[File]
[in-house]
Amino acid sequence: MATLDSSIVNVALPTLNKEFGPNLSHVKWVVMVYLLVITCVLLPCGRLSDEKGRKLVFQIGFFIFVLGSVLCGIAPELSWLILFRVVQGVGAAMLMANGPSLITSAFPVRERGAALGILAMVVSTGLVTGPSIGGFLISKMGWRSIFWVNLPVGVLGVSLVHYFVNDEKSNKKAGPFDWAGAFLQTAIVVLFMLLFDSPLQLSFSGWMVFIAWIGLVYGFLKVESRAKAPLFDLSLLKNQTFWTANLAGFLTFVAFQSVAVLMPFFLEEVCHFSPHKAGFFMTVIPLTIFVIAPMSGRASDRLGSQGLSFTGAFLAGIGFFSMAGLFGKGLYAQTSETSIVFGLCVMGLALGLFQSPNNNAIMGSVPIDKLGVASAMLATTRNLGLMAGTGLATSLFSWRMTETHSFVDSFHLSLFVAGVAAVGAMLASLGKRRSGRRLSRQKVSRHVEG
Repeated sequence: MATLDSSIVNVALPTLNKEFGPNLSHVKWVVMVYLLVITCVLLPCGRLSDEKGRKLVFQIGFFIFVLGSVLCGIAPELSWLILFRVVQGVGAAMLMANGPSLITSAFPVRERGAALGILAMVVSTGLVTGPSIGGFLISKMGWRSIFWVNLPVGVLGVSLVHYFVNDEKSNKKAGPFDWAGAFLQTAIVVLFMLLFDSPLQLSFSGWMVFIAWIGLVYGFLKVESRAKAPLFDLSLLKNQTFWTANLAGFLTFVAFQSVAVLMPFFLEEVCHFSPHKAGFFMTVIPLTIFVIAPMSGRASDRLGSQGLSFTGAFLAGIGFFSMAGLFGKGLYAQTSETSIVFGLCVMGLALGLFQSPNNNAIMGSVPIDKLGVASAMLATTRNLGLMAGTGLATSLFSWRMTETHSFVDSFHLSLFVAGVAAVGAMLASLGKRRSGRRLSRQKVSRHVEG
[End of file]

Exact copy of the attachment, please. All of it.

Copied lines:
[in-house]
Amino acid sequence: MATLDSSIVNVALPTLNKEFGPNLSHVKWVVMVYLLVITCVLLPCGRLSDEKGRKLVFQIGFFIFVLGSVLCGIAPELSWLILFRVVQGVGAAMLMANGPSLITSAFPVRERGAALGILAMVVSTGLVTGPSIGGFLISKMGWRSIFWVNLPVGVLGVSLVHYFVNDEKSNKKAGPFDWAGAFLQTAIVVLFMLLFDSPLQLSFSGWMVFIAWIGLVYGFLKVESRAKAPLFDLSLLKNQTFWTANLAGFLTFVAFQSVAVLMPFFLEEVCHFSPHKAGFFMTVIPLTIFVIAPMSGRASDRLGSQGLSFTGAFLAGIGFFSMAGLFGKGLYAQTSETSIVFGLCVMGLALGLFQSPNNNAIMGSVPIDKLGVASAMLATTRNLGLMAGTGLATSLFSWRMTETHSFVDSFHLSLFVAGVAAVGAMLASLGKRRSGRRLSRQKVSRHVEG
Repeated sequence: MATLDSSIVNVALPTLNKEFGPNLSHVKWVVMVYLLVITCVLLPCGRLSDEKGRKLVFQIGFFIFVLGSVLCGIAPELSWLILFRVVQGVGAAMLMANGPSLITSAFPVRERGAALGILAMVVSTGLVTGPSIGGFLISKMGWRSIFWVNLPVGVLGVSLVHYFVNDEKSNKKAGPFDWAGAFLQTAIVVLFMLLFDSPLQLSFSGWMVFIAWIGLVYGFLKVESRAKAPLFDLSLLKNQTFWTANLAGFLTFVAFQSVAVLMPFFLEEVCHFSPHKAGFFMTVIPLTIFVIAPMSGRASDRLGSQGLSFTGAFLAGIGFFSMAGLFGKGLYAQTSETSIVFGLCVMGLALGLFQSPNNNAIMGSVPIDKLGVASAMLATTRNLGLMAGTGLATSLFSWRMTETHSFVDSFHLSLFVAGVAAVGAMLASLGKRRSGRRLSRQKVSRHVEG